Vogue China
Cover of 100th issue (December 2013) featuring actress Shu Qi
Editor-in-ChiefMargaret Zhang (章凝)
Former editors
Circulation2 million[1]
PublisherCondé Nast with China Pictorial Publishing House
First issueSeptember 2005
Based inBeijing

Vogue China (Chinese: 服饰与美容) is the Chinese edition of Vogue magazine. The magazine carries a mixture of local and foreign content.

Vogue China became the sixteenth edition of Vogue when its first issue was released for September 2005;[2] its debut had been in the works for over two years.[3] The magazine's first cover featured Australian model Gemma Ward alongside Chinese models Du Juan (杜鹃), Wang Wenqin (王雯琴), Tong Chenjie (佟晨洁), Liu Dan (刘丹), and Ni Mingxi (倪明曦). Its initial first printing of 300,000 copies sold out, requiring a second printing to be made. [4] The magazine is published by Condé Nast in partnership with the state-owned China Pictorial Publishing House. [5]

Margaret Zhang became the editor-in-chief of Vogue China in February 2021, replacing Angelica Cheung (张宇) who had been the editor-in-chief since the magazine's launch in 2005.[6] Cheung had a journalistic background and had worked for multiple newspapers and magazines in Hong Kong such as Marie Claire and she was previously the editorial director of Chinese Elle.[7] Zhang was appointed to the role of editor-in-chief at the age of 27, making her the youngest EIC in Vogue history.[8] There are 16 editions of Vogue China published every year. As of November 2020, Vogue China circulated around 2 million copies.[9]

Mario Testino has described Vogue China as the world's "most important Vogue".[10]

Advertising and profit

Many advertisers are competing for space in Chinese publications. “Advertisers don’t pay attention to large distribution, rather they prefer a safe environment for their advertisement,” says Hung, the publisher of the independent fashion magazine.[11] It is reported that "fashion labels are putting even more money into advertising in China than in the States."[11] Vogue magazine is already an internationally well-known publication, which makes advertisers feel safe placing their advertisements in their magazines. There is a large competition to get advertisements in magazines. “When Vogue came and took away some of the others’ advertising income, Trends Media Group, who publishes Harper’s Bazaar and Cosmopolitan, reported Vogue for a “minor regulatory technicality,” which forced Vogue to move its whole editorial staff from Shanghai to Beijing.”[11] Magazines fight each other over advertisers because they are a large source of profit. However, since there is no third party auditing system in China, it is unclear whether high profile magazines such as Vogue are profitable because of their distribution sales or the advertisements that they feature. “In a fair market environment, our niche distribution will not seem so distant from the bloated distribution figures of the giants,” said Hung, a publisher of the independent fashion magazine iLook.[11] In the fall of 2021, Vogue China launched a new bi-monthly edition, Vogue Plus (+), available on print and digital platforms. This new issue of Vogue China specifically targets Gen Z audiences and replaces the magazine's former Vogue Me edition and is believed to be run by Lily Choi, the former editor of Vogue Me.[12] Vogue +'s first cover, October 2021, featured Timothée Chalamet, both as its cover model and guest editor, and discussed Chalamet's performance in Dune. [13]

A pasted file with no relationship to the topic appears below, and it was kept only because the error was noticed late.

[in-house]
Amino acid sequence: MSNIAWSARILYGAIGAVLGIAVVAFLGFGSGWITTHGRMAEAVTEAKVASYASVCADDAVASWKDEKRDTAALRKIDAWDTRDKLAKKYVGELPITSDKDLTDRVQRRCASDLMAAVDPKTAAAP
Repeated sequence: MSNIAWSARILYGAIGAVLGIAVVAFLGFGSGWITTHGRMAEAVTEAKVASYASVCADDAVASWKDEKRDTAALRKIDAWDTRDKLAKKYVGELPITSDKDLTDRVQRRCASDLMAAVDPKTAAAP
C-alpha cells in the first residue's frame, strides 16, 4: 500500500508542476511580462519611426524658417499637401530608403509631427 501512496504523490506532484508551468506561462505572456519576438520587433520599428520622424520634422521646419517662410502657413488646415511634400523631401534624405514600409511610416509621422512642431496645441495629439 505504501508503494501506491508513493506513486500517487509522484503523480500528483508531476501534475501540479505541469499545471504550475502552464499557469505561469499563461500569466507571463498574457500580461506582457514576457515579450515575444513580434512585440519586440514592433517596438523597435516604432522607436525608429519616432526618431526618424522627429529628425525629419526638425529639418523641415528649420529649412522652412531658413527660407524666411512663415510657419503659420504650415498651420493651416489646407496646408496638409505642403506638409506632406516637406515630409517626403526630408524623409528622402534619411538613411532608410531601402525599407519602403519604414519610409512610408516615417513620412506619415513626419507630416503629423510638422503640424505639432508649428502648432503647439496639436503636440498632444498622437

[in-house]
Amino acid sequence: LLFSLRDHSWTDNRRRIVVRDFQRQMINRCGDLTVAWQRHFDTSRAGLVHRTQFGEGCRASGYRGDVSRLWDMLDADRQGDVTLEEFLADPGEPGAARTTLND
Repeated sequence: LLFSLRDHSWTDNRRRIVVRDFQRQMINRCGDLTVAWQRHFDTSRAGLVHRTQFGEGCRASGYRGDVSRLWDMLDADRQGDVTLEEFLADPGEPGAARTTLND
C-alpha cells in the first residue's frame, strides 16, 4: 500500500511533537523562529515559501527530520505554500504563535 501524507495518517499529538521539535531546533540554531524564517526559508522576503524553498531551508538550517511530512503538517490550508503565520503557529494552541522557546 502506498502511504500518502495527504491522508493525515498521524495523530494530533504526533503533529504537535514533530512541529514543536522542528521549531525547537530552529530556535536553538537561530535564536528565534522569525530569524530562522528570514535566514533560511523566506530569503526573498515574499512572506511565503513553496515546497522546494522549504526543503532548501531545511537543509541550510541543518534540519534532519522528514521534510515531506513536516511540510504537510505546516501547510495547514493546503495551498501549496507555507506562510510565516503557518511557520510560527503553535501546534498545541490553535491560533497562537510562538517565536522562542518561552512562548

See also


  1. ^ "Angelica Cheung: founding editor of Vogue China to leave after 15 years". The Guardian. The Guardian Vogue China currently has a circulation of 2m and a social media following of 23m.
  2. ^ "Despite Mounting Censorship Concerns, China is Seeing a Rise in Indie Mags". The Fashion Law. Retrieved 30 April 2023.
  3. ^ Vogue China launches.
  4. ^ "Angelica Cheung, Former Editor-in-Chief Vogue China". Business of Fashion. Retrieved 30 April 2023.
  5. ^ "Vogue China editor Angelica Cheung is no devil in disguise but she is one of the most powerful people in fashion". South China Morning Post. Retrieved 30 April 2023.
  6. ^ Phelps, Nicole (25 February 2021). "Margaret Zhang Is the New Editor in Chief of Vogue China". Vogue. Vogue. Retrieved 25 February 2021.
  7. ^ “In Vogue in China.” The Irish Times, n.d. http://www.irishtimes.com/newspaper/magazine/2012/0121/1224310483007.html.
  8. ^ "Margaret Zhang, Editor-in-Chief, Vogue China". Condé Nast. Condé Nast.
  9. ^ "Angelica Cheung: founding editor of Vogue China to leave after 15 years". The Guardian. Retrieved 30 April 2023.
  10. ^ "MARIO TESTINO BTS SHOOTING THE ENTIRE 100TH VOGUE CHINA ISSUE (in the video: MAKING OF: VOGUE CHINA - SPECIAL EDITION - MARIO TESTINO'S CHINA)". 2014-12-31. Testino: Vogue China is the most important Vogue in the world...
  11. ^ a b c d "Can China Save Fashion Magazines?". Fashionista, n.d.
  12. ^ Fernandez, Chantal (25 February 2021). "Vogue China Launches Gen-Z Friendly Supplement". Business of Fashion. Business of Fashion. Retrieved 24 September 2021.
  13. ^ Cox, Daniel. "VOGUE Plus (+) Might Be Vogue's Next Best". Material Magazine. Retrieved 30 April 2023.